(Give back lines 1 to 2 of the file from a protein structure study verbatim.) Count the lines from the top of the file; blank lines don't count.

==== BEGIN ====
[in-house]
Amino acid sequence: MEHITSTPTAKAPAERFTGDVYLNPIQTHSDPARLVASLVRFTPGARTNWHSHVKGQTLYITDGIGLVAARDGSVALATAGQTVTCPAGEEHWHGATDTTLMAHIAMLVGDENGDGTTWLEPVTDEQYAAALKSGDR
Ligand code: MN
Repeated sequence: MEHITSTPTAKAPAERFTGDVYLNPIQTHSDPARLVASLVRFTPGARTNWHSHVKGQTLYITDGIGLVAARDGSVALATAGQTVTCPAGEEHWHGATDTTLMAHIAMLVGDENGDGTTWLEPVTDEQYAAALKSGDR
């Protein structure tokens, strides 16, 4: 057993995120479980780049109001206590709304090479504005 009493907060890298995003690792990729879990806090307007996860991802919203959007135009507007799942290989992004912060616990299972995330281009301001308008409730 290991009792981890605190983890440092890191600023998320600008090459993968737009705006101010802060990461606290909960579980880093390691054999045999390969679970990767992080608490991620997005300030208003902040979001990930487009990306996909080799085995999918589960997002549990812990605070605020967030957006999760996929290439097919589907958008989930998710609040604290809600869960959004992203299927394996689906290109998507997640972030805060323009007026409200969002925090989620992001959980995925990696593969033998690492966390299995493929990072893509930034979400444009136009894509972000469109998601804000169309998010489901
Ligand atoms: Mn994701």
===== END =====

[in-house]
Amino acid sequence: MEHITSTPTAKAPAERFTGDVYLNPIQTHSDPARLVASLVRFTPGARTNWHSHVKGQTLYITDGIGLVAARDGSVALATAGQTVTCPAGEEHWHGATDTTLMAHIAMLVGDENGDGTTWLEPVTDEQYAAALKSGDR